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I read a few posts this week regarding the “echo chamber” and “filtering” in regards to social media networking and reading information online (via my Twitter feed).  Aviva Dunsiger wrote about the importance of connecting with those who challenge our thinking and present us with new ideas to chew on.  Doug Peterson wrote about reading, accessing, and storing information online and through our social media networks.  He also featured an article that helps the awareness about “snake oil” in a PLN.  The article and Doug’s post offer good guidance about the information we process and who/what we choose to read via social networks.  At the time of my reading it, I found the comments added by Brandon and Lisa very valuable and insightful as well.

I think we all use different strategies to make our online and social media experiences personally suitable and I suspect those strategies change continually — people read and share online for different and varied purposes.  I am not sure what contributes the most to an “echo chamber” — maybe a number of things.  Social media itself keeps changing how information is received and shared as well.  I find I continually reflect why and how I am using social media, as well as about what I share.  I think it is easy for an individual to feel that what they share is not on the radar of anyone and that it would be much easier and more comfortable to just “lurk” and read.  But then does that just allow for the “big” content sharers to keep being the big “content” sharers and/or “thought leaders”?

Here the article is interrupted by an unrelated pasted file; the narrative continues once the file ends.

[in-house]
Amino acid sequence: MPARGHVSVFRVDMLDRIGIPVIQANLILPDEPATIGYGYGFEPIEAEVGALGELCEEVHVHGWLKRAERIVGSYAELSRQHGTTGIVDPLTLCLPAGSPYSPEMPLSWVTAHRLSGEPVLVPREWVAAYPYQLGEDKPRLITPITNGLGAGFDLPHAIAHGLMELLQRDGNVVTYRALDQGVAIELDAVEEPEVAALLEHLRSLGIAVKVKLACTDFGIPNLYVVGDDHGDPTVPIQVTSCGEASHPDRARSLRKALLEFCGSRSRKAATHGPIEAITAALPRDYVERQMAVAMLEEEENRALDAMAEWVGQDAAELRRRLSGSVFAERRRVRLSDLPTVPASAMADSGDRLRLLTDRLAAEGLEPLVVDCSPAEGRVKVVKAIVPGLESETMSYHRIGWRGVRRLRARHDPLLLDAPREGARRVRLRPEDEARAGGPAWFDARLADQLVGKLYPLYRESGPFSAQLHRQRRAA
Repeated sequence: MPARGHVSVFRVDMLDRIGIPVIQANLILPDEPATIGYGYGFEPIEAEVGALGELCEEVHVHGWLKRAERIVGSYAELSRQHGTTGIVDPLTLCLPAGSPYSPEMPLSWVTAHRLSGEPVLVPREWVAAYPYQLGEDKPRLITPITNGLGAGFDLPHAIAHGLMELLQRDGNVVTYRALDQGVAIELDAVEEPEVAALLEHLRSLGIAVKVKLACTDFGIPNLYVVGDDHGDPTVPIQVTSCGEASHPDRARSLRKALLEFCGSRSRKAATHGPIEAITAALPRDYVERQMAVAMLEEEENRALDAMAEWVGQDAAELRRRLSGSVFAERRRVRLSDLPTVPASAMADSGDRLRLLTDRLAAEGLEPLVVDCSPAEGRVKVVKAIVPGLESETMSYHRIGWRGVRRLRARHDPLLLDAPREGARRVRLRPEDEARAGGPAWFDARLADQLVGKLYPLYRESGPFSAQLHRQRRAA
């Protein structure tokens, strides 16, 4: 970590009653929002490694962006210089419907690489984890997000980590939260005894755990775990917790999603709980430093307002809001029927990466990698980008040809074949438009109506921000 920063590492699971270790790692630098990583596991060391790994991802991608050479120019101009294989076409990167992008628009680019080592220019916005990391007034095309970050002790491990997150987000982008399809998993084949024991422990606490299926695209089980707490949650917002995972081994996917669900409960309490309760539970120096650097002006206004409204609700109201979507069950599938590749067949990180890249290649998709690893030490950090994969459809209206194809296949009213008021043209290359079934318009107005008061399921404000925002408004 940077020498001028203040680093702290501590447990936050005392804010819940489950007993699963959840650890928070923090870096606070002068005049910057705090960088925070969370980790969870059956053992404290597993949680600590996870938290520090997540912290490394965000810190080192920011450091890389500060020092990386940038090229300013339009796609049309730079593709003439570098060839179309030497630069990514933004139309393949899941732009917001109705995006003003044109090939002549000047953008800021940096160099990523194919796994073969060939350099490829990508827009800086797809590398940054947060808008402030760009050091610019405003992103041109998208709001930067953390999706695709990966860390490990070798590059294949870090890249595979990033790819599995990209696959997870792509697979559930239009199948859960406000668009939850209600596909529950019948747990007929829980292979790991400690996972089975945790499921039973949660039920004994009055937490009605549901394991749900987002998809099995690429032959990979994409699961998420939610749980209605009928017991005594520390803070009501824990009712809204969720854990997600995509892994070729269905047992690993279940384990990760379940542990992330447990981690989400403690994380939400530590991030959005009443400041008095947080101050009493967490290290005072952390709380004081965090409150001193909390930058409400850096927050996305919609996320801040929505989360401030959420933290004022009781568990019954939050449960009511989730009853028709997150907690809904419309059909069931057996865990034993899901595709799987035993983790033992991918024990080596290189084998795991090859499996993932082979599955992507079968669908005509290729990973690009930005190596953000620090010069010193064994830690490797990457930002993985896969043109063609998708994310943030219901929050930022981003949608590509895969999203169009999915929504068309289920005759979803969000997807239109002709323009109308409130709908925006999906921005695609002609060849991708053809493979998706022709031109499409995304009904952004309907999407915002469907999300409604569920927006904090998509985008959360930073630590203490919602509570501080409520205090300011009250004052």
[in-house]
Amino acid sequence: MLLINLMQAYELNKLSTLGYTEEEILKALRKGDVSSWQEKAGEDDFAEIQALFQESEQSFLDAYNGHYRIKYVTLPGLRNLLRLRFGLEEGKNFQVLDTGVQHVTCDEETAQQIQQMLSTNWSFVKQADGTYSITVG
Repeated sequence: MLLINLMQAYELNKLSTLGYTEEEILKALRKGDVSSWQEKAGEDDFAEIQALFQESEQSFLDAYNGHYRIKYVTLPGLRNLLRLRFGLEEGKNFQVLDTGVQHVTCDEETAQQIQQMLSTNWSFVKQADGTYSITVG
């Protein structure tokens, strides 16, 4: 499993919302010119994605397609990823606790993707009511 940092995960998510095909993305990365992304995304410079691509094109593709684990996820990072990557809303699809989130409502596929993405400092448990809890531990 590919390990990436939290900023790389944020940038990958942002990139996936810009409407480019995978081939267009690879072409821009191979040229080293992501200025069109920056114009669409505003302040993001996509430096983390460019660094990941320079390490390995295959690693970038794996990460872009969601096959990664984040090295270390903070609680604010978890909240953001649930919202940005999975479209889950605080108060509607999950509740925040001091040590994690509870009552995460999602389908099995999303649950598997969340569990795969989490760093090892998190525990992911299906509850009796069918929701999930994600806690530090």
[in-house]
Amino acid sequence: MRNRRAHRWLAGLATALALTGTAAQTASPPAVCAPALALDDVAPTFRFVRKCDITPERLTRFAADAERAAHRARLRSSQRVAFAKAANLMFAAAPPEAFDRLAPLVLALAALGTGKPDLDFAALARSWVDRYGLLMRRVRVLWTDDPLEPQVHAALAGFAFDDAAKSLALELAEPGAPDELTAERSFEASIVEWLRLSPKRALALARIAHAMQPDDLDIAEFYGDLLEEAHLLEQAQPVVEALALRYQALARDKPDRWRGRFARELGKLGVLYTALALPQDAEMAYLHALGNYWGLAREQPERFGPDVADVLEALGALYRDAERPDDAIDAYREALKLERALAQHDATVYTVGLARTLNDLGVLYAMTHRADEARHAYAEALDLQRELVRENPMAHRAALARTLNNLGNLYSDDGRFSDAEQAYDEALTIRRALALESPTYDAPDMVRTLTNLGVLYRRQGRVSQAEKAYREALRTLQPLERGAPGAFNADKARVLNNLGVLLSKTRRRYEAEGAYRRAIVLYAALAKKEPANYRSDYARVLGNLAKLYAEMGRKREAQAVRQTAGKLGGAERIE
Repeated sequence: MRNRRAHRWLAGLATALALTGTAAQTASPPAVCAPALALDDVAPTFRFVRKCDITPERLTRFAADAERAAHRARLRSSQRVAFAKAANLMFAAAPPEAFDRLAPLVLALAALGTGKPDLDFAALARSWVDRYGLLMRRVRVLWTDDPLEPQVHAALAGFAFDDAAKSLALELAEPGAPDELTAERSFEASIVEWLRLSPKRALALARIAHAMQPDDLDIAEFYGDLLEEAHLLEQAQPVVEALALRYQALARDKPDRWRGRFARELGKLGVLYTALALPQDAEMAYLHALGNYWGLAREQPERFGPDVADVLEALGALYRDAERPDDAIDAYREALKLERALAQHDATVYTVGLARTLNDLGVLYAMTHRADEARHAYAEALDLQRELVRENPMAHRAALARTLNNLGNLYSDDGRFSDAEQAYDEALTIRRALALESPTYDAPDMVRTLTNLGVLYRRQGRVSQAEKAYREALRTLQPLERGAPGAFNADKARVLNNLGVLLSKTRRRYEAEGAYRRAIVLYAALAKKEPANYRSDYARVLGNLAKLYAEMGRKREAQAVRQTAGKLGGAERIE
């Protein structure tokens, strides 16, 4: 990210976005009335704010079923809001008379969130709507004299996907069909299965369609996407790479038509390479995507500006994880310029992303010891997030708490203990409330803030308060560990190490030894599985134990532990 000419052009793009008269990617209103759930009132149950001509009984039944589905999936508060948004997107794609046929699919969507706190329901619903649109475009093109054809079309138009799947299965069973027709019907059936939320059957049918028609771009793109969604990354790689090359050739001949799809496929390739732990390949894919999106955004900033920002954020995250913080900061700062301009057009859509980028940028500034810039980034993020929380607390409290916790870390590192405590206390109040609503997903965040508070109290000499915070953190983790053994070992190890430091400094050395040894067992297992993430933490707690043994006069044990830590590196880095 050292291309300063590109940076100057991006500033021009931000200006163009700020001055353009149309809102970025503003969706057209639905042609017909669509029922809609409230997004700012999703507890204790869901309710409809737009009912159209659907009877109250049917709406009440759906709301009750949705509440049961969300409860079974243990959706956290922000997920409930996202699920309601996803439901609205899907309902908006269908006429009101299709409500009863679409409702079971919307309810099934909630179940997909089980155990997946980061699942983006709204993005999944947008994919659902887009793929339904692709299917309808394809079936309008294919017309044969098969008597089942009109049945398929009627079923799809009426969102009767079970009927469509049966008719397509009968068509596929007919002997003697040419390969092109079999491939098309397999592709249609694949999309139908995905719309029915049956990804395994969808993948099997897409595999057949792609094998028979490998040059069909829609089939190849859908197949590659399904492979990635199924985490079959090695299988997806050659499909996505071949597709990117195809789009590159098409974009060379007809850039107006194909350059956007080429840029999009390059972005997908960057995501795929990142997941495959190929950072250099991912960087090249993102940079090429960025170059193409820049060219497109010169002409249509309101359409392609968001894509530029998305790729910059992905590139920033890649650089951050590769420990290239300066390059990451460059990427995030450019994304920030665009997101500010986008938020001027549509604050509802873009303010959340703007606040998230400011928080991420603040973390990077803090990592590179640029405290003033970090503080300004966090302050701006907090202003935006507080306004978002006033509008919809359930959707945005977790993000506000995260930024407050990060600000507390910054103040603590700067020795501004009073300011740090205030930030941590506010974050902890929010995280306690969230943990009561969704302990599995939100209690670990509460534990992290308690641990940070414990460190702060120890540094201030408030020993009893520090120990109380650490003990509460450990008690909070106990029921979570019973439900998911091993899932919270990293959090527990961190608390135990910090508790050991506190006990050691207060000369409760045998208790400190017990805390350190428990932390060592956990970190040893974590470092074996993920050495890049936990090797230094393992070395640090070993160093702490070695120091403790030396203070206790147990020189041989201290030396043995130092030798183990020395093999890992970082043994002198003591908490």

I think decisions about what to share (of ourselves and of others) is often impacted by a concern about one’s own “brand” and/or about how one might be perceived by others in these spaces.  We could also be very unaware just how much we might miss about a topic or a side to a story, even if we think our networks are diverse and openly sharing.  Also, we all choose how deep we dig into any particular topic or story.  Last week I read this article and interview with Gabor Maté, “How Capitalism Makes Us Sick”.  His points about the internet caused me to ponder.  For example,

And the Internet, whether it’s the amount of information or the way it’s accessible, it may actually be causing people to remain more on the surface than actually digging into ideas.”